180g Audiophile Vinyl Cut from the Original Stereo Analogue Master Tapes at Abbey Road Studios
"A tall, imposing figure in front of an orchestra, so tall that he often dispensed with the usual conductor's podium, Efrem Kurtz had a graceful, baton-less technique that drew a fluid yet well-controlled response from the players and infused a vivid poetry into romantic music in particular. Much sought after in the music of his native Russia, and in the ballet music in which he first made his name conducting Anna Pavlova, Kurtz was a link back to the musical life of pre-revolutionary St Petersburg." So wrote most eloquently Noel Goodwin in his 1995 obituary in the Independent of the distinguished 95 years old Russian conductor, who had studied with Glazunov and Tcherepnin no less, and was a pupil of Arthur Nikisch.
Kurtz was a familiar name with the Philharmonia to the record collector of the 1950s and Yehudi Menuhin was in his prime. Menuhin's presence on the recording can be explained by a long tradition of celebrated violinists performing the solo violin parts of Swan Lake, from Leopold Auer at the first production to Mischa Elman for Diaghilev and contemporary with this recording, Campoli for Fistoulari.
Cut at Abbey Road Studios from the original stereo analogue master tapes with the Neumann VMS82 lathe fed an analogue pre-cut signal from a specially adapted Studer A80 tape deck with additional 'advance' playback head, making the cut a totally analogue process.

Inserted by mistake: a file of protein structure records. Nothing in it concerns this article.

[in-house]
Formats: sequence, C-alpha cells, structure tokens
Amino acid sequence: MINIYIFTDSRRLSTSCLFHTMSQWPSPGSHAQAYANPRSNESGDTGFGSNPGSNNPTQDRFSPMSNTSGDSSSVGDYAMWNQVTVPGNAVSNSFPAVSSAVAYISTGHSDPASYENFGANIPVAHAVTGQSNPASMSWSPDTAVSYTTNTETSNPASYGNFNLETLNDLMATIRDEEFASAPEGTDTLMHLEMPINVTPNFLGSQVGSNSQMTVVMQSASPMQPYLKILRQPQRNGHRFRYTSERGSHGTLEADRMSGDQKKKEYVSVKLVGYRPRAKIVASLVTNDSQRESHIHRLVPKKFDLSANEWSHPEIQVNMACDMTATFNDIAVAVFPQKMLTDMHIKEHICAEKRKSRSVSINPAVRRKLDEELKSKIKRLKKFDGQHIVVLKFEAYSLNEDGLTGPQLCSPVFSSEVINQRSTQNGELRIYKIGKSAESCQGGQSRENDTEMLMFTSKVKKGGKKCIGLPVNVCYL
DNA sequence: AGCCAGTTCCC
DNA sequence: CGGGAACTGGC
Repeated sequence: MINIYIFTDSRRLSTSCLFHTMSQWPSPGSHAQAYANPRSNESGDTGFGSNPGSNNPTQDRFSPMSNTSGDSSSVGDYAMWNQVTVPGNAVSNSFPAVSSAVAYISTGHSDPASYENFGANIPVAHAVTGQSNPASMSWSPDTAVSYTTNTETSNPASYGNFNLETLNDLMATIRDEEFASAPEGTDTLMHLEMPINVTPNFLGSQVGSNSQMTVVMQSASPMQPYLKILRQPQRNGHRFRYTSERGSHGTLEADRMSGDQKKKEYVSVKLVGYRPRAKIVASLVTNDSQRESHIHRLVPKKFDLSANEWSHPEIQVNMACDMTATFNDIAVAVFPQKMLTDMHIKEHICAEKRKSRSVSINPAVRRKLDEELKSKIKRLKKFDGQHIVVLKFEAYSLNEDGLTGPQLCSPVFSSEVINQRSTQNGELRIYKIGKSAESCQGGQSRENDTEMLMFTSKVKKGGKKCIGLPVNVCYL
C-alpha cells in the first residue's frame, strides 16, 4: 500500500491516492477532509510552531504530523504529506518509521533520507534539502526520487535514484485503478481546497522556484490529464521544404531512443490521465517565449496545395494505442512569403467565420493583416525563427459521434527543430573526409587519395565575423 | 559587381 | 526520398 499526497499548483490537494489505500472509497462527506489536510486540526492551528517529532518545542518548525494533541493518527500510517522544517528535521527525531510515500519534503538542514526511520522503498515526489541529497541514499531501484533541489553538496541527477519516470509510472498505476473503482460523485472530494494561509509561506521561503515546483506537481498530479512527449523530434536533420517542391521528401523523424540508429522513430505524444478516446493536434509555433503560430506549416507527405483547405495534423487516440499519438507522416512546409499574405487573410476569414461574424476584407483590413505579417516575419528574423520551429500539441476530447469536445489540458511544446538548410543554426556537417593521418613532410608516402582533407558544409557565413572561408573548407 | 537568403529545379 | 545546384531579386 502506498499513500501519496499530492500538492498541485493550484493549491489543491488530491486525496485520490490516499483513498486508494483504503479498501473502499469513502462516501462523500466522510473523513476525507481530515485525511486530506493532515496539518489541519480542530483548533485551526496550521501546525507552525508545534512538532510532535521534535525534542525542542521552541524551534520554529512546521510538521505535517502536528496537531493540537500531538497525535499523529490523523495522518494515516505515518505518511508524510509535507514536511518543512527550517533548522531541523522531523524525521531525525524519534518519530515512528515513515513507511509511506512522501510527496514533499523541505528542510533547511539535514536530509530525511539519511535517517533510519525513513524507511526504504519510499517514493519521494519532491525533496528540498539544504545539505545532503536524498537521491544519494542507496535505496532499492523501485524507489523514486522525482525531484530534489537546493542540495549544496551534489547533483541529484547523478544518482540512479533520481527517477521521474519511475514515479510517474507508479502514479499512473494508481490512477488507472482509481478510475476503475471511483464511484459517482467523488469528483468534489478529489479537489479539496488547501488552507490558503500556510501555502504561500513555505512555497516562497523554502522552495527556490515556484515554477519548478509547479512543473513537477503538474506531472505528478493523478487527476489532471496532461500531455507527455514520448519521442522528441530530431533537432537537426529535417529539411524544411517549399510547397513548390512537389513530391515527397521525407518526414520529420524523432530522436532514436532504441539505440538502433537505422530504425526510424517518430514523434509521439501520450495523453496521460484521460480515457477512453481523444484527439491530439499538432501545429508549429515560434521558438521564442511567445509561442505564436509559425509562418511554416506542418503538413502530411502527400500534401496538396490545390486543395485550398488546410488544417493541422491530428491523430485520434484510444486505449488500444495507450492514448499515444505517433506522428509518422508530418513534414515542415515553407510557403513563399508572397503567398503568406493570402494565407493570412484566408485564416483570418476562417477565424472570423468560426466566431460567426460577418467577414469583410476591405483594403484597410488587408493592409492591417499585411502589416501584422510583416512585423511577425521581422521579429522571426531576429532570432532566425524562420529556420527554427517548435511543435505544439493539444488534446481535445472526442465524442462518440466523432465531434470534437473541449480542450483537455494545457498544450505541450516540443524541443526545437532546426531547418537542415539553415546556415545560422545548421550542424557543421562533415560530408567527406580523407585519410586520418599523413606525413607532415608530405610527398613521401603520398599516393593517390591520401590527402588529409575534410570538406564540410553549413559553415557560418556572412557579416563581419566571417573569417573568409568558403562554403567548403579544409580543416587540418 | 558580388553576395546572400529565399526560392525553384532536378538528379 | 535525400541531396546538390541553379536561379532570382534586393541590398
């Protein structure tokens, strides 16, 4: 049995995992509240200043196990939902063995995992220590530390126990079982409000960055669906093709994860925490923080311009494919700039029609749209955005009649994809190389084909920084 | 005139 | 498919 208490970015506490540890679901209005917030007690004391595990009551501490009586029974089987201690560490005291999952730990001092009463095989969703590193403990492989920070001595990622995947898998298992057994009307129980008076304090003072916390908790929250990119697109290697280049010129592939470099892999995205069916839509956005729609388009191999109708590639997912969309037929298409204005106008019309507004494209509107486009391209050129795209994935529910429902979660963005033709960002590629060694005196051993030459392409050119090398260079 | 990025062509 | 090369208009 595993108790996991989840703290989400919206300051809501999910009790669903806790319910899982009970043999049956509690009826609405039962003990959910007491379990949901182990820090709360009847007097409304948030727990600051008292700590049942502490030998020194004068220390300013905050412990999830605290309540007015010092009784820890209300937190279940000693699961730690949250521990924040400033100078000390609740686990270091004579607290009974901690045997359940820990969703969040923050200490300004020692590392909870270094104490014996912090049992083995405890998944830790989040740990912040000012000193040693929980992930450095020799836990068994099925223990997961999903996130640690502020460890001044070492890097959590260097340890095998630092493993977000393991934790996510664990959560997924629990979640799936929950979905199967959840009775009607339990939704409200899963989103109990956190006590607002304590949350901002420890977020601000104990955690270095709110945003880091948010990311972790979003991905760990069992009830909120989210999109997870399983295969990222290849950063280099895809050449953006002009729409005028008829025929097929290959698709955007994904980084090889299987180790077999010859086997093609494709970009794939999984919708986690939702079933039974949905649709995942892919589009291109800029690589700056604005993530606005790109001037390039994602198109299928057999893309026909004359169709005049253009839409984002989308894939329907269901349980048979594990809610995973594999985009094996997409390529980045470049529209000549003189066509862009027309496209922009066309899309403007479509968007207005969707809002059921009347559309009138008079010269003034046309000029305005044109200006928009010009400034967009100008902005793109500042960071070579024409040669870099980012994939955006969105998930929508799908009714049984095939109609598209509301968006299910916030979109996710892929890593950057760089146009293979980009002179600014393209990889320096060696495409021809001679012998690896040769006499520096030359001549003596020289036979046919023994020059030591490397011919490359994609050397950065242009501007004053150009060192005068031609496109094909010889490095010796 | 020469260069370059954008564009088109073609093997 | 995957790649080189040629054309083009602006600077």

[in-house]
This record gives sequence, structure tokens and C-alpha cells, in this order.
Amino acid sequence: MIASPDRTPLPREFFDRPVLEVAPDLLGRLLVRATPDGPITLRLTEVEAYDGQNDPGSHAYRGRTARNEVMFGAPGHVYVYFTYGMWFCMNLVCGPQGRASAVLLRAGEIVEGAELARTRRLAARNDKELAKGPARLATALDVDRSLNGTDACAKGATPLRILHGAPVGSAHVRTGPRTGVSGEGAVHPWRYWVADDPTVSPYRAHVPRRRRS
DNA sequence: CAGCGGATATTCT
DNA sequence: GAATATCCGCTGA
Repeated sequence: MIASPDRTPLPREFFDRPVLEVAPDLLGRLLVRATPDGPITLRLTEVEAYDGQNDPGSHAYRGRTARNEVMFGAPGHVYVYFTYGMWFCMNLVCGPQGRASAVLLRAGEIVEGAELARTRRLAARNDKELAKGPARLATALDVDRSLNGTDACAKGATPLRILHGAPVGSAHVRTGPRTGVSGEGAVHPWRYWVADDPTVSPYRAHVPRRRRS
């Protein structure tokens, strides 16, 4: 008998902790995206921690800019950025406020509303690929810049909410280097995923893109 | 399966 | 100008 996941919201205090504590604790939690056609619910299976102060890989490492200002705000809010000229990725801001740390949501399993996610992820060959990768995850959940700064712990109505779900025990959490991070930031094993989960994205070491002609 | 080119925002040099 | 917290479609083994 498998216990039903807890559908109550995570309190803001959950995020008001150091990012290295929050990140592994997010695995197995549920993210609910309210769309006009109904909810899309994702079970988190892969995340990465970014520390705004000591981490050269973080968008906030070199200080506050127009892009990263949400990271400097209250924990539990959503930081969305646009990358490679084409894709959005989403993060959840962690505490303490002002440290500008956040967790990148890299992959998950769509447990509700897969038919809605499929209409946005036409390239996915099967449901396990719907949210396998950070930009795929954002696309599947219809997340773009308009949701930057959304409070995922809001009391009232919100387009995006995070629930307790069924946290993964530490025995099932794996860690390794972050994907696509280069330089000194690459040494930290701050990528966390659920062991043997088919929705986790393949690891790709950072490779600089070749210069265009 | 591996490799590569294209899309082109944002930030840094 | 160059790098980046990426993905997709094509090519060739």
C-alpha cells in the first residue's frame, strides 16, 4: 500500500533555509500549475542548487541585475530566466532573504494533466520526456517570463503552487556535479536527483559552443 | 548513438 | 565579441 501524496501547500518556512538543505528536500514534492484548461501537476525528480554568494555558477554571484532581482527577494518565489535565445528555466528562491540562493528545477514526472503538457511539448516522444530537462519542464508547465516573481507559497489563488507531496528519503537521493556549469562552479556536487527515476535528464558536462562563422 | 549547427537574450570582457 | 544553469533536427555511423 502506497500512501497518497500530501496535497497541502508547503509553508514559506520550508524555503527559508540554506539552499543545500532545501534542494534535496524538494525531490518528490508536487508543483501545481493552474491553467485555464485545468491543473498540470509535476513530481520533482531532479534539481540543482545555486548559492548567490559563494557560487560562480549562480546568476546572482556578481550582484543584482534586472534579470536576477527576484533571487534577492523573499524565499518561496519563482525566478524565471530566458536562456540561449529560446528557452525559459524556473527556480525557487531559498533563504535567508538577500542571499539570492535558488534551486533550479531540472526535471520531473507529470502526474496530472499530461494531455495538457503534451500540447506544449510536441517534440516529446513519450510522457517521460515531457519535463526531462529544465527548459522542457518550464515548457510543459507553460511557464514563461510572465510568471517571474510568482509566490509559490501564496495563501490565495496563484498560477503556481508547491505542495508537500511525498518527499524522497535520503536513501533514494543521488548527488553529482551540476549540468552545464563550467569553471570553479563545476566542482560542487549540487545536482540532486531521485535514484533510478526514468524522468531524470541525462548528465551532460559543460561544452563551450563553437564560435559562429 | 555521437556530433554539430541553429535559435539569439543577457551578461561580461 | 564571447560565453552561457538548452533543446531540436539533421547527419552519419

Pressed on 180g vinyl to audiophile standards using the original EMI presses by The Vinyl Factory in Hayes, England.
In the original review in The Gramophone of December 1958, W.S.M. remarked: "The sound of the orchestra is extremely well defined all the way through, and the tunes are enunciated in a most dapper fashion; Kurtz really understands the style of the music..." and found Menuhin's solo violin contributions "make you sit up and listen hard, to his phrasing and expression..." and concluded that compared with rival versions, this record was "more stylish and more attractively played. Don't try to dance to it, but do listen to it."
This title is not eligible for discount.
1. a. Introduction
b. No. 2: Valse (Act 1)
c. No. 4: Pas de trios, Nos. 1-6 (Act 1)
2. No. 5: Pas de deux, Nos. 1 & 2 (Act 1)
3. a. No. 5: Pas de deux, Nos. 3 & 4 (Act 1)
b. No. 10: Scene (Act 2)
c. No. 13: Danses des cygnes Nos. 1, 2 & 4 (Act 2)
4. a. No. 13, Danses des cygnes, No. 5 (Act 2)
b. No. 20: Danse hongroise (Czardas) (Act 3)
c. Danse russe (from Supplement